You might know DJ Smutlee as the swaggering DJ that plays ballistic sets that raid Hip-Hop, Dancehall, Moombathon and heaps more. The guy that drops some severely slick mixtapes and has been getting love from Annie Mac, Toddla T and Mistajam.
What you may not know is that he is also the don behind our artwork, and a bit of a dab hand at the old graphic design. We had a quick chat with him to discuss some of his design ideas and his current musical ruminations.
Tell us about where your name came from; were you a big Wacky Races fan as a kid?
Yeah definitely, I used to love it. The name Smutlee is kind of embarrassing now, I thought it was funny years ago, it was just a play on words, as my real names Lee – see what I did there. It was more about the Muttley laugh than anything else.
Your style has always had Hip-Hop and Dancehall at the heart of it all. Has the music been a massive part of your life since you were a kid, or was it a more recent discovery?
Yeah, I always loved Hip-Hop, and would get cassettes off older kids at school. It wasn’t until I was going to college that I really started to buy any records, but I started with Jungle and Hip-Hop, then it seemed like a natural progression into Dancehall
Tell us about the sounds you’re currently rocking.
I like to mix it up, keep a kind of carnival sound and always keeping it fresh and current, and get girls dancing. You can expect alot of Dancehall, Hip-Hop, House & Moombahton. I’ve been involved with the Moombahton scene from very early on, and have made several Dancehall edits & remixes that have become staple tunes in a lot of dj’s sets.
I got interested in the sound, ‘cos to me, it bridged a gap between House & Dancehall, and began using it as a transition to go from one tempo to another. I have been representing my take on the sound over the last year or so, from London to NY, LA, Australia and Essex.
What sounds have you been creating in the studio?
Right now I’ve been working on Dancehall that sits in the tempo of Moombahton, so around 110 Bpm, I’ve also got a couple of Funky/Dancehall sounding tunes on the go.
Where can we catch you playing in the future?
A few highlights include Fabric in Feb, Bristol in March, a Moombahton party in Holland, and I’ll be supporting Munchi for his Mad Decent Ep launch party, alongside Dave Nada, that’s gonna be in London at the start of April.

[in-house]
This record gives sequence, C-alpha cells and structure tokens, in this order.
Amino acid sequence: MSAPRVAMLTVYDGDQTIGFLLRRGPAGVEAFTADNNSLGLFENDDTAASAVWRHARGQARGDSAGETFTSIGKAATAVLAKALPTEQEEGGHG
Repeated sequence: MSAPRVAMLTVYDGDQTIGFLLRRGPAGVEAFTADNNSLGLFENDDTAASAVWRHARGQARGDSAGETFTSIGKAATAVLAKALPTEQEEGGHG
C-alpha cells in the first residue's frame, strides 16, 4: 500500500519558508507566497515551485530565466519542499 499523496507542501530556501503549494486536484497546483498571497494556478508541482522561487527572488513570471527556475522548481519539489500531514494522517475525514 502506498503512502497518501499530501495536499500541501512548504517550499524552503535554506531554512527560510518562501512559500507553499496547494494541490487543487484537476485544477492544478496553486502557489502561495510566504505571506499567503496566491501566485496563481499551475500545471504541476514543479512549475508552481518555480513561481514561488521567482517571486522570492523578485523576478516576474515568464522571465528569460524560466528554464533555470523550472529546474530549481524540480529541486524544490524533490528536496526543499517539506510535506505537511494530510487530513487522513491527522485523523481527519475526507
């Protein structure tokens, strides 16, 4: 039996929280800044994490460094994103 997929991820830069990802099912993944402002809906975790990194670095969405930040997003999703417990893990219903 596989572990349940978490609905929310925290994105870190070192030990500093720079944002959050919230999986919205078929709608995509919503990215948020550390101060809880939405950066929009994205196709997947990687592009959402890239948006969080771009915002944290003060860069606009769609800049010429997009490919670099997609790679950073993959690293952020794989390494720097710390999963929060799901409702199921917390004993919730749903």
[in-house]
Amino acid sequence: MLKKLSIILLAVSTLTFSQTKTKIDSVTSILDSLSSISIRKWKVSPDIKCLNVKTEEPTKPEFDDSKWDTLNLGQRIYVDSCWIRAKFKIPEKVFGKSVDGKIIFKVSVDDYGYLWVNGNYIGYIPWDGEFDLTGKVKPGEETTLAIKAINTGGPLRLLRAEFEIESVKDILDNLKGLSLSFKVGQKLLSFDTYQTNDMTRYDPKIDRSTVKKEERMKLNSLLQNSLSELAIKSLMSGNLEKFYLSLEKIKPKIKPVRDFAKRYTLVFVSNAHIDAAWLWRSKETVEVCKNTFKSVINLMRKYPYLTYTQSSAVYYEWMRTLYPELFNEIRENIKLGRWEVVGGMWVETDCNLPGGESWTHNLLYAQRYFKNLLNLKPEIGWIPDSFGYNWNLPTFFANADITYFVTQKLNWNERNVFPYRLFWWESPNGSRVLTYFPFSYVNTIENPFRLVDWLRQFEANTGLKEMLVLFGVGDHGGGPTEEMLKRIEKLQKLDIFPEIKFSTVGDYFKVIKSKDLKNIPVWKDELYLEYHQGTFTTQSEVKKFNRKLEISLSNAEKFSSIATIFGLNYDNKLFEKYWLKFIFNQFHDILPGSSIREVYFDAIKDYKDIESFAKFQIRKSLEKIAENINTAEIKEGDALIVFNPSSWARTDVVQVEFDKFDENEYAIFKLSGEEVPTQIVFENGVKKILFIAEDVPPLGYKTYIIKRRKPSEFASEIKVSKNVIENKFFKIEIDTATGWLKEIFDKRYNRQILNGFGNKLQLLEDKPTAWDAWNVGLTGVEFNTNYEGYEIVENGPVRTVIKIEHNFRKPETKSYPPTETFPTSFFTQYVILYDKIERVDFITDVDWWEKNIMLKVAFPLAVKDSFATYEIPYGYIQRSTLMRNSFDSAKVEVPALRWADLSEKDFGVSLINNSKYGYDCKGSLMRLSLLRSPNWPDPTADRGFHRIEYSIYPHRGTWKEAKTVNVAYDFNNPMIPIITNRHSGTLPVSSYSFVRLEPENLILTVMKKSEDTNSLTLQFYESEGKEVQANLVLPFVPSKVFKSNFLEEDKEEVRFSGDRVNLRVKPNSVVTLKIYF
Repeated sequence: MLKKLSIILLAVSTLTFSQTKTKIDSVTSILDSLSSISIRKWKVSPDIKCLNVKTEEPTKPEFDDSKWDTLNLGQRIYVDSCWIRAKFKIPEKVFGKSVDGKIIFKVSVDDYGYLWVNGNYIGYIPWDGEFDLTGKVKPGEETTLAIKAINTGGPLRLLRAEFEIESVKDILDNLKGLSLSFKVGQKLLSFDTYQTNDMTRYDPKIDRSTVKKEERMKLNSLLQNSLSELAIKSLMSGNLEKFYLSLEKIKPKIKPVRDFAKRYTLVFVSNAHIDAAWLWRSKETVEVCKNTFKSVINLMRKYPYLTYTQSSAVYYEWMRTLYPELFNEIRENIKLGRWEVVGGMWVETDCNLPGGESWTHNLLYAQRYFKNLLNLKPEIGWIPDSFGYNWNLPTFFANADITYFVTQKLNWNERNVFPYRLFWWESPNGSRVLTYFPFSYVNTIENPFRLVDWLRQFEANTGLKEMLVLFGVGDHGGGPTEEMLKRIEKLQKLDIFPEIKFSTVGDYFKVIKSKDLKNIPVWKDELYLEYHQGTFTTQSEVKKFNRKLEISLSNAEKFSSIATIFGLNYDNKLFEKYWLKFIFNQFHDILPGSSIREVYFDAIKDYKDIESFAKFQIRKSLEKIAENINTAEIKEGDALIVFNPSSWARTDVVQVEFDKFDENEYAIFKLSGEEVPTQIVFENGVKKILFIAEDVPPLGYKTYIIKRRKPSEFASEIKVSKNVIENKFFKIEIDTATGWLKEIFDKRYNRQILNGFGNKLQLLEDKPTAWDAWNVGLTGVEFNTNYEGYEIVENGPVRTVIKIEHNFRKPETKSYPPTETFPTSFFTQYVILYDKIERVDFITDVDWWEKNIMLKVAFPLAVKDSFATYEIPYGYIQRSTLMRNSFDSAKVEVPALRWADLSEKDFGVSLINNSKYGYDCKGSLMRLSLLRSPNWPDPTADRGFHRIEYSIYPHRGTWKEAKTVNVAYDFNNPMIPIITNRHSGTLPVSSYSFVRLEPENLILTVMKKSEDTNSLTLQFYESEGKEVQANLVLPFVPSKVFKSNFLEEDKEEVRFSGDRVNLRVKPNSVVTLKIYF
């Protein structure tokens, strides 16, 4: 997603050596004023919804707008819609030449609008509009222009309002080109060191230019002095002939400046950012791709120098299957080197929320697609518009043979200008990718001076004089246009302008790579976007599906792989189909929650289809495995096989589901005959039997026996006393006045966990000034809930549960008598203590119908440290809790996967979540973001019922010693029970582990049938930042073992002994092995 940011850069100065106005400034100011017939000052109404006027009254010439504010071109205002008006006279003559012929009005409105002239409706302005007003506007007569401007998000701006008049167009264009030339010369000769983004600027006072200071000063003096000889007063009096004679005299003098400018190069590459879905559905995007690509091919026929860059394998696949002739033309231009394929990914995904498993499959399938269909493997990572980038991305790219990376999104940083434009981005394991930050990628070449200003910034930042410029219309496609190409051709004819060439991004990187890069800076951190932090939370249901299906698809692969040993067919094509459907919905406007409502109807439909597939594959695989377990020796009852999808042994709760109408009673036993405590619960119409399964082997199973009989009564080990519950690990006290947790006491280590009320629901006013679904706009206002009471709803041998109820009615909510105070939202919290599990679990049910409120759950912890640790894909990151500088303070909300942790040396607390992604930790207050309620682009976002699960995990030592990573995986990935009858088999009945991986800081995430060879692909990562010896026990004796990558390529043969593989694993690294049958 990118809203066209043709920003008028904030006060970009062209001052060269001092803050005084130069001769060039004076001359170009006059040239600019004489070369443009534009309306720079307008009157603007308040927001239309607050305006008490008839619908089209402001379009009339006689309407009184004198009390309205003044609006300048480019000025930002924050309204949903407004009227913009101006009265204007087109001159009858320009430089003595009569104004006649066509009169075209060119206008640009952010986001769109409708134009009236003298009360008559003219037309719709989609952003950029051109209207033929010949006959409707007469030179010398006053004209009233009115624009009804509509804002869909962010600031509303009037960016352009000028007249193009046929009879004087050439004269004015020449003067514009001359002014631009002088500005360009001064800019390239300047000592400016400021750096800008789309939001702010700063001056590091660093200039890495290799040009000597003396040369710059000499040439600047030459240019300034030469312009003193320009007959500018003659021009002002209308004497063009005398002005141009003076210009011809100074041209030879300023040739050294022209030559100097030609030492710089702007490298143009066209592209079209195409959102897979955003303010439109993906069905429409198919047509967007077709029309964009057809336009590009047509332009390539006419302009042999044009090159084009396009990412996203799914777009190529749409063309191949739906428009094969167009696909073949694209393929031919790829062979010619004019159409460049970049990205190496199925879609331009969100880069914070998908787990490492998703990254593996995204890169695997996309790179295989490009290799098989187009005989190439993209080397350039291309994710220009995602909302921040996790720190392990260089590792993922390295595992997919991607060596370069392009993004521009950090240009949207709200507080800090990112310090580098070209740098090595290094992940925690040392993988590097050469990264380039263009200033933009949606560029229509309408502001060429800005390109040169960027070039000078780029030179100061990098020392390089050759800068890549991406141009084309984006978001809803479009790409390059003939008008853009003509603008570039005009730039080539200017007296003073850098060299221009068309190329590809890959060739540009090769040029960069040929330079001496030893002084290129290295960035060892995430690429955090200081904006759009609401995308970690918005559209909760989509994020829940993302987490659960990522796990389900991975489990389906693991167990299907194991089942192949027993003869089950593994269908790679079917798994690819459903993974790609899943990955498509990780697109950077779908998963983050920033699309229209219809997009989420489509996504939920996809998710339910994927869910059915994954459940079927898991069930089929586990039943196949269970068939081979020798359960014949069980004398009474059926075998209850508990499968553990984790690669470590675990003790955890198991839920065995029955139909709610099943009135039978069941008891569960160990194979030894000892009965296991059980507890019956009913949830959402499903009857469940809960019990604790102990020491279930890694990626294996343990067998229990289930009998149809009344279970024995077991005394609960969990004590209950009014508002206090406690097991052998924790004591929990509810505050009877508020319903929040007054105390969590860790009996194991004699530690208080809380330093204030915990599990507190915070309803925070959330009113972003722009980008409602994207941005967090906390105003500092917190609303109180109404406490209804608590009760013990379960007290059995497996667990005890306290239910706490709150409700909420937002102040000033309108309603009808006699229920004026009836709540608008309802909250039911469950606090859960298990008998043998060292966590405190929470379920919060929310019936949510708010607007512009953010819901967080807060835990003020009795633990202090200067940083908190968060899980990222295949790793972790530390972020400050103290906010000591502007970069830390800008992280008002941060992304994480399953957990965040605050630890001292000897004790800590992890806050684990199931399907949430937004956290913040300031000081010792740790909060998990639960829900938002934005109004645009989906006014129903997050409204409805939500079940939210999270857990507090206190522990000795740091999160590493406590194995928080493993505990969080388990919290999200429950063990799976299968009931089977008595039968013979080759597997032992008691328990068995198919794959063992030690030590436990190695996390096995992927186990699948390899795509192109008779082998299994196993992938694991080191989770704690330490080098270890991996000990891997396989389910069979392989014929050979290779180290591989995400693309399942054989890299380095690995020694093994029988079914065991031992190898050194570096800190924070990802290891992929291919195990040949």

As well as deejaying your also a designer. When did you first notice your eye for this kind of thing; and how has it crossed over into music?
I’ve always been into drawing / art / design / whatever from an early age. I was never gonna be a scientist or a Lawyer, and focused from secondary school to get where I am today. I think design & music go hand in hand, they definitely both influence me, and music inspires my design work.
You’ve done the sleeves for the Greenmoney releases. Talk us through some of the thoughts behind the ideas around this work.
Bang something out fast and quick, and take the money!! GREENMONEY!!! haha, nah, between us, I think we’ve created a strong label identity – the artwork relates to the track titles, in a kind of graphic / comic style, and it is bold and iconic to the Greenmoney look.
How important are sleeves and designs around music in the digital ages of music?
Vinyl sleeves were/are one of the most fun things to design, sadly that has changed, but you have to adapt. It has definitely changed the way I think about designing sleeves, everything is much bolder, as it needs to recognisable at a such a tiny scale. Small text is definitely a thing of the past.
Now that anyone can put a tune out digitally, and everyone’s got Photoshop, people think it means they can design, and sadly now there is now a lot of horrible covers about, it has definitely cheapened the design of sleeves. Each to there own though I suppose.
Have you been inspired by sleeves from Hip-Hop in the past? Has there been any artwork which has really had a big impact on your designs?
Ummm I wouldn’t say there’s one cover, I try to look outside of other record covers for inspiration… but there is probably still a feel of Hip- Hop & graf in my artwork, as music definitely inspires my design.
If you could pick your top five album sleeves of all time, what would they be?
I haven’t got time to think about that, but I’d suggest that any of these would be top 5 contenders: The 25 most ridiculous pen pixel album covers
And Game Recordings were onto something with all their sleeves: